“But it is still free money and why would you work if you get free money? We will all get lazy!” yells my inner economist. But what if I told you that wasn’t the case? When Canada ran an experiment in the town of Minocome, productivity and work rates only dropped by 1 percent on average. The groups that dropped the most were new mothers and teenagers supporting their families. The mothers spent more time with their children and the teens spent time in school. That sounds like a win-win to me. Our friend Jake could go back to school part-time to become a carpenter, finish his GED, or gain other skills. American productivity levels are off the charts, while the share of profits for most Americans has declined. It is about time the American Worker got their fair cut of the pie.
The best part is that a basic income is financially doable. All we need is the political will. Jake would no longer have to cut through red tape to try to make a better life for himself. Every American would get a bigger cut of the productivity they already put into the system. The cash payouts would empower renters to become homeowners, single mothers to spend more time with their children, and give young adults in this struggling economy the security to start their own business. A basic income could be the fuel that allows America to thrive in the 21st century.
My arm is killing me. I got my flu shot yesterday, fine, great. I am adding to the collective resistance to the flu for 2013 and 2014, go me! However at the moment, my arm hurts and I’m a little bit annoyed with my past self for allowing me to be stuck with a needle.
By contrast, one of my colleagues mentioned that her son doesn’t believe in vaccination and is going to India without getting any of the so-called “required” shots. Although I find it a little bit challenging to get behind that perspective, his perception is a useful one to consider.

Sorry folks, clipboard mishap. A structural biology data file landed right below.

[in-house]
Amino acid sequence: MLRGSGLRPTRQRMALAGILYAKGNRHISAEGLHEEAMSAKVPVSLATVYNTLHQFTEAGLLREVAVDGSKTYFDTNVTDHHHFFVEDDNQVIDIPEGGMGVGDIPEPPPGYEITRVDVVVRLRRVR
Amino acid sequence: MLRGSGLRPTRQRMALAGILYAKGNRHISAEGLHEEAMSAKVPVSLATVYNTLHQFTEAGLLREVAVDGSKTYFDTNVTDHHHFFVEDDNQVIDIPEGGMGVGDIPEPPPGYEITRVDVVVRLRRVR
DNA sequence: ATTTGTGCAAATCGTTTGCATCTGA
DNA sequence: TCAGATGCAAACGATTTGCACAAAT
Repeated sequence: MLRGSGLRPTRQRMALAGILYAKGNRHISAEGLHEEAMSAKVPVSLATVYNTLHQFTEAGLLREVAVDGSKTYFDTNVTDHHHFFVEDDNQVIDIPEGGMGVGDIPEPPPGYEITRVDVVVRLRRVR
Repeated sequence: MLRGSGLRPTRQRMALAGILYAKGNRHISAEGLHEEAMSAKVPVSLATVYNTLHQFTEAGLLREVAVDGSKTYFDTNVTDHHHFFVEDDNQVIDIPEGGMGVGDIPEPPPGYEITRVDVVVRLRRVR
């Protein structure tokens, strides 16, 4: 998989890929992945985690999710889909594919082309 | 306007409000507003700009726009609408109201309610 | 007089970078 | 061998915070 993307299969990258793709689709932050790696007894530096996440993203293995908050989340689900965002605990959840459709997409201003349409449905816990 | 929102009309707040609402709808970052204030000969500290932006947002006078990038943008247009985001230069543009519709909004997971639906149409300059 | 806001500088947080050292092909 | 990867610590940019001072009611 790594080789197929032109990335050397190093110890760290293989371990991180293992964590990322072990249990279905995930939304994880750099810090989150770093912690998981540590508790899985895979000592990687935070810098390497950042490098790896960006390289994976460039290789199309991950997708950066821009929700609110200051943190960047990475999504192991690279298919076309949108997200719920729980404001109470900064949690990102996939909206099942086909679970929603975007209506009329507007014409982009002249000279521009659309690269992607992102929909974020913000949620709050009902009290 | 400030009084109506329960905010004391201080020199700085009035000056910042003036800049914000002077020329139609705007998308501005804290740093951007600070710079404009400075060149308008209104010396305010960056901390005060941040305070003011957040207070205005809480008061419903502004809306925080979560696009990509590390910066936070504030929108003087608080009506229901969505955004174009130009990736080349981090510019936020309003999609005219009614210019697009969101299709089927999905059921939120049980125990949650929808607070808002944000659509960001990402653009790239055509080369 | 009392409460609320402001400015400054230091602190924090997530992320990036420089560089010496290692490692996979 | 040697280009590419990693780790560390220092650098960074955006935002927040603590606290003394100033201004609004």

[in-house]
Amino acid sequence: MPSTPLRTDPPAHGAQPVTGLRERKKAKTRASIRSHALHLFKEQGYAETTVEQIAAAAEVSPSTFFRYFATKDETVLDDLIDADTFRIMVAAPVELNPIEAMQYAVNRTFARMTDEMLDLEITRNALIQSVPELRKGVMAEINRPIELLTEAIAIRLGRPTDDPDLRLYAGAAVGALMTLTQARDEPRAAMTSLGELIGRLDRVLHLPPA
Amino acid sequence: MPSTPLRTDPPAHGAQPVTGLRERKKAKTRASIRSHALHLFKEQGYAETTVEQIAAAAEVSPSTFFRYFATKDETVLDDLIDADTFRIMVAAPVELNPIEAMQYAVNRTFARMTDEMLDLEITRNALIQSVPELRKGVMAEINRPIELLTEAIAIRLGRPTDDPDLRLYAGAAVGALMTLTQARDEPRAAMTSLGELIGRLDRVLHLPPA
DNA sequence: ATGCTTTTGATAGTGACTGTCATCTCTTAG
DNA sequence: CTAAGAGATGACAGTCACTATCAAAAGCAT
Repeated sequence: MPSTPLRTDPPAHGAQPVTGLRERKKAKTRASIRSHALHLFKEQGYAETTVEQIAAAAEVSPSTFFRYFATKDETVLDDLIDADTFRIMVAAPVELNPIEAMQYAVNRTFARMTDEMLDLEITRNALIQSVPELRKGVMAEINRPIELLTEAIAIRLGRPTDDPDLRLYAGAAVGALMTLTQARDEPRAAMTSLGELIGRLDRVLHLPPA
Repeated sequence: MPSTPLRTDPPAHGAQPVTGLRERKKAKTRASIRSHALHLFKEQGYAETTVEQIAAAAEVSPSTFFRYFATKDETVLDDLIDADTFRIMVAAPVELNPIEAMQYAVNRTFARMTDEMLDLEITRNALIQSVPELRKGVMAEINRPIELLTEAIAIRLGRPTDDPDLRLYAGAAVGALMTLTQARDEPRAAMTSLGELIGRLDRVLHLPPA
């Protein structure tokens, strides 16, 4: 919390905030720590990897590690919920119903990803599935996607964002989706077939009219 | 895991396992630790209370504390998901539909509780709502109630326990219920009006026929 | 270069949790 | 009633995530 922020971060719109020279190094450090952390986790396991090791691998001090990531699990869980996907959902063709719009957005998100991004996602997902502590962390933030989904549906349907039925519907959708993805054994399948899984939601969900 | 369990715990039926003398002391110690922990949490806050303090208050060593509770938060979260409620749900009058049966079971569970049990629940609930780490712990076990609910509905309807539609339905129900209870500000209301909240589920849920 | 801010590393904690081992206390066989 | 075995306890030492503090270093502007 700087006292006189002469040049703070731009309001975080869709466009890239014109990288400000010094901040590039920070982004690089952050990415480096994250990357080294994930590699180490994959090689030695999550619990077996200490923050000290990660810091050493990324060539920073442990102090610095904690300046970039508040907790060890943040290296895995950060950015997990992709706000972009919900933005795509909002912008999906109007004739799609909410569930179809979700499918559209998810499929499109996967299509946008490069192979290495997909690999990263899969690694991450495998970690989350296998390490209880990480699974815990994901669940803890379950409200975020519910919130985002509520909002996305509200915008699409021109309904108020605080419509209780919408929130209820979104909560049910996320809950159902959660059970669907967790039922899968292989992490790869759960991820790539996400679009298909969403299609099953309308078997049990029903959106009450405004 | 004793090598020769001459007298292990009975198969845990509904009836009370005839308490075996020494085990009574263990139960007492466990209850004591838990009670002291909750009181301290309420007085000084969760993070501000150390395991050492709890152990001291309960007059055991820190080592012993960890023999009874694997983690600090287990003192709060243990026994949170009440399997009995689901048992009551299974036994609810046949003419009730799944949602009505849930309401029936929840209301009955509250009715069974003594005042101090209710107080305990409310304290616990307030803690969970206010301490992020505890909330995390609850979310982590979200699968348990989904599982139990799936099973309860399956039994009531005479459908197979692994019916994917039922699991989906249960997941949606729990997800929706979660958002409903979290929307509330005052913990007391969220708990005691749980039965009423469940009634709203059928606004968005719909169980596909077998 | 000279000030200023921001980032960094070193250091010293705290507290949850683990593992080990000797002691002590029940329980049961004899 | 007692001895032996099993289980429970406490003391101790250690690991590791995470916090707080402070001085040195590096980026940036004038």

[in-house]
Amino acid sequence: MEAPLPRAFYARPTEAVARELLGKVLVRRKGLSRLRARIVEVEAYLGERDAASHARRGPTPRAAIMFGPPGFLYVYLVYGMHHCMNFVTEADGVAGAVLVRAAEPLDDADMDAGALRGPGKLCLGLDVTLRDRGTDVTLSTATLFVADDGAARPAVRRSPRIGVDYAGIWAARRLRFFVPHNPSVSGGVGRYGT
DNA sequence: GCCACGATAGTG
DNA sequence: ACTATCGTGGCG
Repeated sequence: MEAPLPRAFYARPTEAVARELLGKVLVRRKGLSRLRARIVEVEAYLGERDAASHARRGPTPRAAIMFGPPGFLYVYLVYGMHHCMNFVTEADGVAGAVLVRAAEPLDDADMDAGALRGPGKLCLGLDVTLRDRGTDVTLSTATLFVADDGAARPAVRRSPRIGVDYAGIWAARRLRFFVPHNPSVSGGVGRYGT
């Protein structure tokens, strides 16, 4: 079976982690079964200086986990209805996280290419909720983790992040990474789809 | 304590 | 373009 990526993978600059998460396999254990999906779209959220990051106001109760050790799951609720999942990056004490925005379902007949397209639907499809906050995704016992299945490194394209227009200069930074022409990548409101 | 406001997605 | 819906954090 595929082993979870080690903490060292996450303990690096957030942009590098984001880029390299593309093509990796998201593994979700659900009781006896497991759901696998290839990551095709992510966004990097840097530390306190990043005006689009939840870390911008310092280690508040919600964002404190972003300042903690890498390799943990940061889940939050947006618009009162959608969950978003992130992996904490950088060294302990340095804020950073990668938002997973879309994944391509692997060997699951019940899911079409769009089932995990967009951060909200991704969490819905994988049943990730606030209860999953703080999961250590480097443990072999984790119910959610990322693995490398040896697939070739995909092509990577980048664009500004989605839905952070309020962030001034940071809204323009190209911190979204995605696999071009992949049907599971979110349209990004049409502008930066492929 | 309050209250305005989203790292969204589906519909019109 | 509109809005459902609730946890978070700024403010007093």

The perception of interventions differs widely among different groups. For example, many younger people believe that insurance is unnecessary. Women and men have differing attitudes about what constitutes sufficient health care services. Different economic, social, and ethnic groups also demonstrate a diverse range of values and preferences — not just about health services, of course, but about trends, fashion, technology, social practices, religious beliefs, and so on.
These differences have substantial public health impact. Especially in a place like Baltimore, home of Henrietta Lacks, there is still a strong memory of the crimes of the Tuskegee syphilis study that only adds to a long history of discrimination, segregation, and well-earned mistrust of institutions. Currently, this plays out in disparities in rates of HPV vaccination among young women, influenza vaccination, and of course overall disease burden.
In my opinion, the duty to educate and promote healthy interventions falls on the institutions that have generated so much mistrust in the past — government, large hospitals, pharmaceutical companies, and the like. The successful experiences of the private sector — particularly in marketing and advertising — in spreading innovation among groups that are new to the United States might be one source of inspiration. Spreading immunization adoption among a population could follow the same model as spreading smartphone adoption — both benefit the maker of the technology (money in their pocket), the recipient (resistance to disease, greater productivity), and the group as a whole (herd immunity, better educational and economic prospects).
Regardless of the rationale behind a mother’s resistance to a vaccination program, the motivation remains consistent — protecting her child from harm. This is true here and around the world. The World Health Organization has found that vaccine adoption has less to do with medical understanding of the vaccine itself than with social norms and trust of the vaccine provider. This lesson must be taken to heart when attempting to address the 2.5 million vaccine-preventable deaths in Asia and Africa every year, and also when attempting to improve influenza and HPV vaccination numbers in Baltimore. A recent uptick in polio cases in Somalia is cause for concern, but so is the fact that the first few cases of influenza have been reported in Maryland. We can all do something about the second of these, at least, by taking steps to protect ourselves as well as encouraging our friends and families to do the same.